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Jean Valjean stands at the center of Les Misérables and
becomes a trial figure for Hugo’s grand theories about the redemptive
power of compassion and love. Valjean goes into prison a simple
and decent man, but his time in jail has a seemingly irreversible
effect on him, and he emerges from the chain gang a hardened criminal
who hates society for what it has done to him. By the time Valjean
encounters M. Myriel in Digne, he is so accustomed to being a social
pariah that he almost seeks out such abuse, greeting even the kindly
bishop with scorn and hatred. Myriel, however, turns out to be the
first person in decades to treat Valjean with love and respect.
The meeting with Myriel forever changes Valjean’s character, as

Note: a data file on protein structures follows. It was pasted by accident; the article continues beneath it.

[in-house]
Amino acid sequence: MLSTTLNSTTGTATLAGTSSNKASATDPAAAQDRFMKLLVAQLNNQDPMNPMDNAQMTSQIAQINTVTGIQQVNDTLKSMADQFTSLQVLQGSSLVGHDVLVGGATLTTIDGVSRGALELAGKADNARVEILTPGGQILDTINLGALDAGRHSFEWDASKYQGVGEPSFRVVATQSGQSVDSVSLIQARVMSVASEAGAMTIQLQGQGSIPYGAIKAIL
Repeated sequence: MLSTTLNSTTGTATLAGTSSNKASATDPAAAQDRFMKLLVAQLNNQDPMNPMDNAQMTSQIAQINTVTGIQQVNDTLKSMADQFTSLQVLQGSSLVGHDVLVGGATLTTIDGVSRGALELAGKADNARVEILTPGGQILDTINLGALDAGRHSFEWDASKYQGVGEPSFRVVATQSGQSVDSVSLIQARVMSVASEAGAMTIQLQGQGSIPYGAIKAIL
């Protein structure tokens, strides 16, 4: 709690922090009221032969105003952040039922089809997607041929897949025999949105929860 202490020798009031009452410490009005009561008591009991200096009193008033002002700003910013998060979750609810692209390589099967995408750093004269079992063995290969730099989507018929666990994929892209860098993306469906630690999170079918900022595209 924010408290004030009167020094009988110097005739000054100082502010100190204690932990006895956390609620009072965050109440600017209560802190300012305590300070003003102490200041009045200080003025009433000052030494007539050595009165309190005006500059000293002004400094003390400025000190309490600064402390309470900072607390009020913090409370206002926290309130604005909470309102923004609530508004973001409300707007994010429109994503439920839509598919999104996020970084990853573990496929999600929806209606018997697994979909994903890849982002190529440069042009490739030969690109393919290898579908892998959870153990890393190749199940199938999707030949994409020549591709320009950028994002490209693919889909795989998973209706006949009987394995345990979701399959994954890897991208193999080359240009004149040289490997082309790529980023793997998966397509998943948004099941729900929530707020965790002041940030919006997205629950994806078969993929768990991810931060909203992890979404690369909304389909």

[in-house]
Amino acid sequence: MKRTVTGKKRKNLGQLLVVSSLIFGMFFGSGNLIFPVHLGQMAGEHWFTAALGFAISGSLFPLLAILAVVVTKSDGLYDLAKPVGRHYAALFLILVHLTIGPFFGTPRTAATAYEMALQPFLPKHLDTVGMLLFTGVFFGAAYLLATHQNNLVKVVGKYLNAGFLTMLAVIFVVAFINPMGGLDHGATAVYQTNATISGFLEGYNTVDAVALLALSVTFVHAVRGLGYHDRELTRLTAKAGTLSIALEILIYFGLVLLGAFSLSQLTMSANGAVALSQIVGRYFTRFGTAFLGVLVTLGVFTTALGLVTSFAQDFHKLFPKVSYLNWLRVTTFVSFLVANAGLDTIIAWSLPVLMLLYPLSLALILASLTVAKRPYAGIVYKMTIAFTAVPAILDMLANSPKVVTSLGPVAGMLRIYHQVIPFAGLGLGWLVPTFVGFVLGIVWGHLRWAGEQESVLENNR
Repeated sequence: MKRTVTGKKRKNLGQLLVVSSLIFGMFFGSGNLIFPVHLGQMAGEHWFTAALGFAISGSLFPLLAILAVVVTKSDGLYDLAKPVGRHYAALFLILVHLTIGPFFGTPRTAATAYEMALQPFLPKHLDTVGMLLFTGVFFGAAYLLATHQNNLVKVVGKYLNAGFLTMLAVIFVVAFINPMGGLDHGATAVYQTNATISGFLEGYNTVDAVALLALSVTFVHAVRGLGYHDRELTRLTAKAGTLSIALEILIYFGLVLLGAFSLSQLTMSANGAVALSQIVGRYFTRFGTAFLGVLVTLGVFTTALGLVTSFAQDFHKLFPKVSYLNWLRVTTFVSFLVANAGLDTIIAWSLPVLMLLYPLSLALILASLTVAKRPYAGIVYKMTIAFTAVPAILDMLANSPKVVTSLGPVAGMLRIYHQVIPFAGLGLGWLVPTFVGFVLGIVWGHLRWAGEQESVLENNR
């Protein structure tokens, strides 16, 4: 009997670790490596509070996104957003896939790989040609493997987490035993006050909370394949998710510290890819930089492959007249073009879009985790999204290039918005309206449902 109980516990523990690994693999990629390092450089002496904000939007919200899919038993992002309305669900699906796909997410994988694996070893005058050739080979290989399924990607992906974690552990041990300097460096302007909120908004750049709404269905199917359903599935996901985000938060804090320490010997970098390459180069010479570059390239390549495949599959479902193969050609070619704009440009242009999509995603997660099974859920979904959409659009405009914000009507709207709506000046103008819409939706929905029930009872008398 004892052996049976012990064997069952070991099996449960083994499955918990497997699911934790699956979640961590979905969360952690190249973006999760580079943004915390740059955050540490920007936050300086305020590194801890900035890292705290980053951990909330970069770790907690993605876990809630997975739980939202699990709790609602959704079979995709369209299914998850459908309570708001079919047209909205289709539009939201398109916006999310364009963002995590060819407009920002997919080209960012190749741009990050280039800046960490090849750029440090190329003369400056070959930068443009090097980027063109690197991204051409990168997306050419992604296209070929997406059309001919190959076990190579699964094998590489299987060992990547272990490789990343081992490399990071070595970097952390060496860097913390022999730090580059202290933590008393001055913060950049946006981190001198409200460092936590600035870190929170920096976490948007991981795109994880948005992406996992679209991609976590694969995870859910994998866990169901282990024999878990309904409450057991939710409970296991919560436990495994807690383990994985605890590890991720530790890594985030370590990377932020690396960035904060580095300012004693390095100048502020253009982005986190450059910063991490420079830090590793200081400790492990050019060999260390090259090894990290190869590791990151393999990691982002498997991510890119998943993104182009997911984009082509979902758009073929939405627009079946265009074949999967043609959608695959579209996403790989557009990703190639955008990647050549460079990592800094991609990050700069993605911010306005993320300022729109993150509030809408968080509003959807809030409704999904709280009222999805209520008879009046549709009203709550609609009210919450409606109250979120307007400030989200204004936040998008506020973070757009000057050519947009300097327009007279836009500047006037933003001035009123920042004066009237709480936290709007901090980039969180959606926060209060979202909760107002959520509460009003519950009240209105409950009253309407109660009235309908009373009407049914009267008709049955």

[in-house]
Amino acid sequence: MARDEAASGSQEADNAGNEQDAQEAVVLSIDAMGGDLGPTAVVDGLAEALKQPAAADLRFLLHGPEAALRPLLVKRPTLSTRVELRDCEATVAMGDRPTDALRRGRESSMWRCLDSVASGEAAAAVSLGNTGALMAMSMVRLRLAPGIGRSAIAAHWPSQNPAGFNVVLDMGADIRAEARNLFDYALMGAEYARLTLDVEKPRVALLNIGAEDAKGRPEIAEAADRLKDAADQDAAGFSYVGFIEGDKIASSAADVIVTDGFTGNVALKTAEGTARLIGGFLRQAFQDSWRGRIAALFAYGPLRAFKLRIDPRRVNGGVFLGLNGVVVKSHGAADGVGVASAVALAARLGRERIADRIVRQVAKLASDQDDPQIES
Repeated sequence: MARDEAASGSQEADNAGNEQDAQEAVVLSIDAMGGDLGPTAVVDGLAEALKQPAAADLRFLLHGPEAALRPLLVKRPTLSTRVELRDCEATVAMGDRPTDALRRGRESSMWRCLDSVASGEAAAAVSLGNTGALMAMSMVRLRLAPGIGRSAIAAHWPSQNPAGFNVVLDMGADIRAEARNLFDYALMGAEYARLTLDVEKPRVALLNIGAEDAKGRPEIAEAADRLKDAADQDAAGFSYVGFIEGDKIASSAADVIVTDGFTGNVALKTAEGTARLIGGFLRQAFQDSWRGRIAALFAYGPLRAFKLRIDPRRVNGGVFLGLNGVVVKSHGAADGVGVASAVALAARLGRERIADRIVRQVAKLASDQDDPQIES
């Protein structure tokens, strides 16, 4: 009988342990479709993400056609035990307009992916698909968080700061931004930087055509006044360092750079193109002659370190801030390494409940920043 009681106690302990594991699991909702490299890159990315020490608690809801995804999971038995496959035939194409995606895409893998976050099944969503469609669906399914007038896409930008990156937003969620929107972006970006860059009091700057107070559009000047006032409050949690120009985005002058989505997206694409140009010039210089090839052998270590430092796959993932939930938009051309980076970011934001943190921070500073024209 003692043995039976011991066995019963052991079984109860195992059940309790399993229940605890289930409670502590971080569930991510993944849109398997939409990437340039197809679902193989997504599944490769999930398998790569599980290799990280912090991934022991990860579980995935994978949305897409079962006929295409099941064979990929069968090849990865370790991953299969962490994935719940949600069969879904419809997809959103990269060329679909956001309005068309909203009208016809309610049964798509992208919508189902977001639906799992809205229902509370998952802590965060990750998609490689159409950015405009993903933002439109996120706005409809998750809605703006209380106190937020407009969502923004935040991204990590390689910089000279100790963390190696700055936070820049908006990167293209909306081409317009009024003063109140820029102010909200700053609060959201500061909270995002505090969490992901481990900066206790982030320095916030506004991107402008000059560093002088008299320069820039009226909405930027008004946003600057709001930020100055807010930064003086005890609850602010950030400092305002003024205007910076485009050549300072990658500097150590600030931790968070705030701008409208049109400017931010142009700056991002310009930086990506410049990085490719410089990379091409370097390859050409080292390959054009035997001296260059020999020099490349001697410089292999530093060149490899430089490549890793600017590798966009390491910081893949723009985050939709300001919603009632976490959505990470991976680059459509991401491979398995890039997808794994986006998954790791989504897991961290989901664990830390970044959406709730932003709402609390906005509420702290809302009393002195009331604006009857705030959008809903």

Myriel makes Valjean promise to become an honest man.
Once Valjean opens up his heart, he becomes a testament
to the redemptive power of love and compassion. His hard work and
new vision transform the derelict town of Montreuil-sur-mer into
a thriving manufacturing center, which in turn teaches Valjean the value
of philanthropy. In taking care of Cosette, Valjean learns how to
love another person and how to pass that love onto others. He is exceptional
only in his physical strength and his willingness to discover what
is good, and this earnestness is enough to make him the novel’s
hero as well as a savior and a friend to a number of people who
find themselves in danger. Hardened by prison and rescued by the
kindness of M. Myriel, Valjean is a blank slate, molded by his encounters
and circumstances. This ability to change makes him a universal
symbol of hope—if he can learn love and charity after suffering
so much injustice, anyone can.
Ace your assignments with our guide to Les Misérables!